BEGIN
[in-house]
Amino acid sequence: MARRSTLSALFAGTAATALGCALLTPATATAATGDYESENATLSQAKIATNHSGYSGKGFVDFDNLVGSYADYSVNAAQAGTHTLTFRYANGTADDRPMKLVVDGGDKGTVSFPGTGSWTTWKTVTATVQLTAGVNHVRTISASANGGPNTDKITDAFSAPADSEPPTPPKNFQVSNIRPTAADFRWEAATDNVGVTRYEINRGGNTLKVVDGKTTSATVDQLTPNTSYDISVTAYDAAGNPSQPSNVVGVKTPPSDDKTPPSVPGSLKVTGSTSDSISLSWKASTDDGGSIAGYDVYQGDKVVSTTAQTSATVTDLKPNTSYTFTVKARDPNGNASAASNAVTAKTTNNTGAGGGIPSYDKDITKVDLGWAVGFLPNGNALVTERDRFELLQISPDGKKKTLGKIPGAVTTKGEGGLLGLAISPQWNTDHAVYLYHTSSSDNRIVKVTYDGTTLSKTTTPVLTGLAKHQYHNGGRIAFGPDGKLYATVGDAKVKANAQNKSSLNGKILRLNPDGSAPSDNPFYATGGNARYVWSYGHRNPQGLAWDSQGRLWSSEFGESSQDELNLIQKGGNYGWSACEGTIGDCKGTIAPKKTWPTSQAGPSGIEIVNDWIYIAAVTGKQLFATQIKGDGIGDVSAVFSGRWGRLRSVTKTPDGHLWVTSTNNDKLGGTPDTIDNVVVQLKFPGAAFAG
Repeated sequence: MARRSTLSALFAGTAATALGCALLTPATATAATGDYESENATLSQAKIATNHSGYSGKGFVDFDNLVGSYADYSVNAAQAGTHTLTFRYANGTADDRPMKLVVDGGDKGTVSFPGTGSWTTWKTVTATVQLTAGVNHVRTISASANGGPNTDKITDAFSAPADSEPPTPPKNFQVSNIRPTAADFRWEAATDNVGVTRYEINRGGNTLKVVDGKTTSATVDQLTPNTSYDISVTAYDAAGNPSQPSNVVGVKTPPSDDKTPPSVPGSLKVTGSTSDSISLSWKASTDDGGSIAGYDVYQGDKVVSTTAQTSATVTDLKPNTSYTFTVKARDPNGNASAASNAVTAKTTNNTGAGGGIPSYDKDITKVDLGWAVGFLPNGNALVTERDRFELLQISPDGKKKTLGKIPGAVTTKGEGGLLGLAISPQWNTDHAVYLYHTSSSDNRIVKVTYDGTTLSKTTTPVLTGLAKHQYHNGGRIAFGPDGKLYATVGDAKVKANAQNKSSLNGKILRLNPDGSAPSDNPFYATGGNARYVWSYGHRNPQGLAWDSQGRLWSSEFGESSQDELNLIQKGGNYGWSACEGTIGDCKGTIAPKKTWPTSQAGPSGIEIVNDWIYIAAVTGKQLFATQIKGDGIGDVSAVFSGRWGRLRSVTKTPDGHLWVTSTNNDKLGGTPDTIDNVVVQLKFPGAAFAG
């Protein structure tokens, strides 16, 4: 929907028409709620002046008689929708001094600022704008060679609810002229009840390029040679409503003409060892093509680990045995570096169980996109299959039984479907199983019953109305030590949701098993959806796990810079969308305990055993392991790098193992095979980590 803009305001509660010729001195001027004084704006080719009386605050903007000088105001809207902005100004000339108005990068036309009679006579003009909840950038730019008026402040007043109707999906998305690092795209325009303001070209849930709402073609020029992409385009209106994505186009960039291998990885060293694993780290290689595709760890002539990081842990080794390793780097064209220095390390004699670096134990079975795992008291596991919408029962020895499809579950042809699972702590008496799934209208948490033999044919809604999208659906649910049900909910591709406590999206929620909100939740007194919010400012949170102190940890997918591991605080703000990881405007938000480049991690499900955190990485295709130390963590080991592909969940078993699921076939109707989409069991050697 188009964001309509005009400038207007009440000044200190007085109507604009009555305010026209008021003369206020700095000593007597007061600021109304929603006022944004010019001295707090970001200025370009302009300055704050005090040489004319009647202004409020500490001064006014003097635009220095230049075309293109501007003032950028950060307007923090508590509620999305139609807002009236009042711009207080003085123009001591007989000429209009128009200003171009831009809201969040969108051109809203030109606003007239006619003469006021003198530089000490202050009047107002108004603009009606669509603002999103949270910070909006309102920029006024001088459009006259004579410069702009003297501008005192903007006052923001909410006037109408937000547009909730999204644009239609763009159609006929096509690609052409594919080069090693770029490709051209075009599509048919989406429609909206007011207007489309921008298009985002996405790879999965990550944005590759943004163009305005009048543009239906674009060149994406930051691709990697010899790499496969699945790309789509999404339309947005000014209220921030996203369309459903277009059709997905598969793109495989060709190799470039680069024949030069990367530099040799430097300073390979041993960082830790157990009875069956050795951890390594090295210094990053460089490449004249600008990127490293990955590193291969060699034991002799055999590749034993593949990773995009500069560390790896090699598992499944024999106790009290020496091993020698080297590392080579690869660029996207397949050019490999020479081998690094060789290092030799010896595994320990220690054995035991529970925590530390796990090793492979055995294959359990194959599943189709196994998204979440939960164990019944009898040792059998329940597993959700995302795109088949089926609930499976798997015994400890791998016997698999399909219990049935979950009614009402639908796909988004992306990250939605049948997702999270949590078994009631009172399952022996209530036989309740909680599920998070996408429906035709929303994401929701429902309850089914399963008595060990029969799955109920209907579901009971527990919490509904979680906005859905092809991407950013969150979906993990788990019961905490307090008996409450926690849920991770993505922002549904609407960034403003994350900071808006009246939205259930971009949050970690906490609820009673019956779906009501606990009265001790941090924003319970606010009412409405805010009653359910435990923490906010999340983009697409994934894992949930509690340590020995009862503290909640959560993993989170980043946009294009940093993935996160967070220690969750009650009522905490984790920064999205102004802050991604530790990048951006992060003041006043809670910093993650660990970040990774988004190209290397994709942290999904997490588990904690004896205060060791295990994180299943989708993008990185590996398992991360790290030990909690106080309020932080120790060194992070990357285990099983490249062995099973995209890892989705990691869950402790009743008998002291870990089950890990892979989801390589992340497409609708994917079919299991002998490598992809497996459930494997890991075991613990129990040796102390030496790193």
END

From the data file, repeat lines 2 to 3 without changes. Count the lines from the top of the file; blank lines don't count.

Amino acid sequence: MARRSTLSALFAGTAATALGCALLTPATATAATGDYESENATLSQAKIATNHSGYSGKGFVDFDNLVGSYADYSVNAAQAGTHTLTFRYANGTADDRPMKLVVDGGDKGTVSFPGTGSWTTWKTVTATVQLTAGVNHVRTISASANGGPNTDKITDAFSAPADSEPPTPPKNFQVSNIRPTAADFRWEAATDNVGVTRYEINRGGNTLKVVDGKTTSATVDQLTPNTSYDISVTAYDAAGNPSQPSNVVGVKTPPSDDKTPPSVPGSLKVTGSTSDSISLSWKASTDDGGSIAGYDVYQGDKVVSTTAQTSATVTDLKPNTSYTFTVKARDPNGNASAASNAVTAKTTNNTGAGGGIPSYDKDITKVDLGWAVGFLPNGNALVTERDRFELLQISPDGKKKTLGKIPGAVTTKGEGGLLGLAISPQWNTDHAVYLYHTSSSDNRIVKVTYDGTTLSKTTTPVLTGLAKHQYHNGGRIAFGPDGKLYATVGDAKVKANAQNKSSLNGKILRLNPDGSAPSDNPFYATGGNARYVWSYGHRNPQGLAWDSQGRLWSSEFGESSQDELNLIQKGGNYGWSACEGTIGDCKGTIAPKKTWPTSQAGPSGIEIVNDWIYIAAVTGKQLFATQIKGDGIGDVSAVFSGRWGRLRSVTKTPDGHLWVTSTNNDKLGGTPDTIDNVVVQLKFPGAAFAG
Repeated sequence: MARRSTLSALFAGTAATALGCALLTPATATAATGDYESENATLSQAKIATNHSGYSGKGFVDFDNLVGSYADYSVNAAQAGTHTLTFRYANGTADDRPMKLVVDGGDKGTVSFPGTGSWTTWKTVTATVQLTAGVNHVRTISASANGGPNTDKITDAFSAPADSEPPTPPKNFQVSNIRPTAADFRWEAATDNVGVTRYEINRGGNTLKVVDGKTTSATVDQLTPNTSYDISVTAYDAAGNPSQPSNVVGVKTPPSDDKTPPSVPGSLKVTGSTSDSISLSWKASTDDGGSIAGYDVYQGDKVVSTTAQTSATVTDLKPNTSYTFTVKARDPNGNASAASNAVTAKTTNNTGAGGGIPSYDKDITKVDLGWAVGFLPNGNALVTERDRFELLQISPDGKKKTLGKIPGAVTTKGEGGLLGLAISPQWNTDHAVYLYHTSSSDNRIVKVTYDGTTLSKTTTPVLTGLAKHQYHNGGRIAFGPDGKLYATVGDAKVKANAQNKSSLNGKILRLNPDGSAPSDNPFYATGGNARYVWSYGHRNPQGLAWDSQGRLWSSEFGESSQDELNLIQKGGNYGWSACEGTIGDCKGTIAPKKTWPTSQAGPSGIEIVNDWIYIAAVTGKQLFATQIKGDGIGDVSAVFSGRWGRLRSVTKTPDGHLWVTSTNNDKLGGTPDTIDNVVVQLKFPGAAFAG